All you need to know about polypharmacy
When I decided to write about polypharmacy, I thought back to my father’s final ten years and the large white bag of pills he carried with him. I was in charge of giving him each medication at the appointed time. I was unsure if his body could manage all of these meds. But as a doctor today, I understood how risky that was.
I will now take you on a journey to understand what polypharmacy is and how it affects us.
What is polypharmacy?
Polypharmacy is, defined as the continuous use of at least 4-5 medications due to multiple health issues.
Polypharmacy in older adults.
According to a World Health Organization study, there is one elderly person, or someone 60 years of age or older, for every nine persons.
Chronic illnesses like diabetes, heart failure, kidney disorders, arthritis, and hypertension become more common as people age.
As a result, older adults tend to take more than one medication a day for these health conditions which are named polypharmacy.
Additionally, we must be aware of Beers criteria in order to prevent the negative effects of polypharmacy in older persons.
Were originally developed by Mark H. Beers in 1991, for potentially inappropriate medication use in older adults. It is used by the American Geriatrics Society (AGS). The objectives are to improve drug selection, advise doctors and patients, prevent side effects, and assist in evaluating care quality and medication use trends for older persons.
Beers criteria examples
|Glimepiride||High risk of prolonged hypoglycemia||Avoid|
|Rivaroxaban (Xarelto)||Increases the risk of serious bleeding||Avoid|
|Gabapentin (Neurontin), or Pregabalin (Lyrica)||Severe respiratory depression||Avoid|
|Rivaroxaban and dabigatran||Higher bleeding risk||Avoid|
Now, we have to ask ourselves
Why is polypharmacy risky for elderly people?
Due to age-related metabolic changes and decreased medication clearance, elderly adults are more susceptible to adverse drug reactions (ADRs).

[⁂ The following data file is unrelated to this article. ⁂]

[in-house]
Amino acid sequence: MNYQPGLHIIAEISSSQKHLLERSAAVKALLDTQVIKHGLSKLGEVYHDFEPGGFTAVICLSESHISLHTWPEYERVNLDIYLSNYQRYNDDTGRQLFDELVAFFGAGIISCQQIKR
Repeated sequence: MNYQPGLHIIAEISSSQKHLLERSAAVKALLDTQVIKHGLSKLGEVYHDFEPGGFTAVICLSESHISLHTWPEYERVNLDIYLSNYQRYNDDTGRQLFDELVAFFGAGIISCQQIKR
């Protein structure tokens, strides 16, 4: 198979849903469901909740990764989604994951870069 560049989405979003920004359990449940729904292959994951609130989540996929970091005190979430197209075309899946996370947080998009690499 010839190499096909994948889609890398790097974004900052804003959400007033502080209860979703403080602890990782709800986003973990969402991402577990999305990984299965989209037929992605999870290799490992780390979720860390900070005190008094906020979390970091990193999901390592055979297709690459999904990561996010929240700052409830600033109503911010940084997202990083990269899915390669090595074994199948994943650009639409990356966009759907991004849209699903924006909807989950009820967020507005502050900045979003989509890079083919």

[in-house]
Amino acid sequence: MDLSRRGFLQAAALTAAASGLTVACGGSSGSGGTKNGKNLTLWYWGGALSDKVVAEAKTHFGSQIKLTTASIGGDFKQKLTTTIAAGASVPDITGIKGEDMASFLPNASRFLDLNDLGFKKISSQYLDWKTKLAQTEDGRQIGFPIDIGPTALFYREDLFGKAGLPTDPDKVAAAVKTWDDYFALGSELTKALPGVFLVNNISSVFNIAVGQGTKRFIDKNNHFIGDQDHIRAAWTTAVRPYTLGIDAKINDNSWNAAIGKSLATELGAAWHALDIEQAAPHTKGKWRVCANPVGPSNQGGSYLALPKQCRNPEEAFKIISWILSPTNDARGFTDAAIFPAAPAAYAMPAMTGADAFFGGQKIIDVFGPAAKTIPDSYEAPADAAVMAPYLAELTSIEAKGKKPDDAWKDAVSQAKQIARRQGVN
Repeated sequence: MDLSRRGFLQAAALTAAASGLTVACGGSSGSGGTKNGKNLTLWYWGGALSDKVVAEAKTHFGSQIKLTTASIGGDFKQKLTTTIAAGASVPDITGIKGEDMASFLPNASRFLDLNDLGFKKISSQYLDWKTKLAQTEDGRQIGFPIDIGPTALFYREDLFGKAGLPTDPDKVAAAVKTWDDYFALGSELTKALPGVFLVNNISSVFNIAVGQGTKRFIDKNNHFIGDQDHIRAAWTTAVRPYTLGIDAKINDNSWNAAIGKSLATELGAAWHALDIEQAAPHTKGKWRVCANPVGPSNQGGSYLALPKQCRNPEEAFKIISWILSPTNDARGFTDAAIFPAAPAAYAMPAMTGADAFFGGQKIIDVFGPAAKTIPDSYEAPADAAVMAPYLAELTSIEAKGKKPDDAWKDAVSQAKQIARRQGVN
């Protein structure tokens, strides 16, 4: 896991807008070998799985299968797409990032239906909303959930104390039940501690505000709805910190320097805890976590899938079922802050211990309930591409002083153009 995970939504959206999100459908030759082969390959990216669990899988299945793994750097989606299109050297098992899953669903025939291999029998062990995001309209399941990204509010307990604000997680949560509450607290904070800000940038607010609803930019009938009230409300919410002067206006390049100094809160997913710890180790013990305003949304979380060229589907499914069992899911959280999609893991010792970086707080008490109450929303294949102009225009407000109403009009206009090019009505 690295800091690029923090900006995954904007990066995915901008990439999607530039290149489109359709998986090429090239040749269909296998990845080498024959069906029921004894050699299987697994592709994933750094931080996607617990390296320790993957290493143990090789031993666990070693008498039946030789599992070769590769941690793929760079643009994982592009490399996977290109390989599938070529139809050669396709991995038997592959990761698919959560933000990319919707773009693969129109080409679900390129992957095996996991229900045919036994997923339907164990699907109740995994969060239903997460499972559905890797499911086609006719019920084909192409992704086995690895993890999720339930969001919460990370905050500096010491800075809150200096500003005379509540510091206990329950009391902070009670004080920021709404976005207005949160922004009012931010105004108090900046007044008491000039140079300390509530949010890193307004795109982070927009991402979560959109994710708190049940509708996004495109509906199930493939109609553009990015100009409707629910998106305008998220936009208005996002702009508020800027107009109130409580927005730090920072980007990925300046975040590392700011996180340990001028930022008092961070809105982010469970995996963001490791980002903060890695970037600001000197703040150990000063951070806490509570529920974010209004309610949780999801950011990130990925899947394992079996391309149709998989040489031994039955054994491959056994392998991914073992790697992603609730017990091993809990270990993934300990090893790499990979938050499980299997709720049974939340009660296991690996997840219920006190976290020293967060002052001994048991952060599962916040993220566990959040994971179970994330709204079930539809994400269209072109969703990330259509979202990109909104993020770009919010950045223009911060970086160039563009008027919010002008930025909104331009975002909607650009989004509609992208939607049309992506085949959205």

Also, using so many medicines increases the chance of drug-drug interactions.
Polypharmacy leads to prescribing cascades, a term said when symptoms of adverse drug reactions occur, are misdiagnosed as an illness, and a new drug is added to the list of medications, this increases the probability of developing new symptoms and thus results in prescribing cascades.
There are risks associated with multiple medications, such as
- Reduced adherence.
- Drug disease interaction.
- Drug-drug interaction.
- Increased drug costs.
- Prescribing cascades.
Every drug has side effects, so if you take several in a day, you may experience symptoms like
- Mental health issues
- Memory problems
- Liver problems
- Weight loss
How to avoid multiple medications
- Doctors should review the drug doses of older people periodically to decrease the incidence and side effects of multiple medications.
- If possible, healthcare providers should provide a single medication rather than several medications to manage a particular condition.
- When clinically necessary, medication dosages should be initiated at a lower level and gradually increased as needed.
- Drugs that may be administered once or twice a day are preferable to those that must be taken three times a day.
- Discontinue unnecessary drugs immediately.
- Stop the medicine that does not show either a therapeutic benefit or a clinical indication.
- Unnecessary medications prescribed by many healthcare providers for the same disease should be discovered and removed.
Finally, Patients can achieve better outcomes and a higher quality of life by recognising polypharmacy early and preventing it. Reviewing medications is crucial to avoiding the side effects of taking many medications.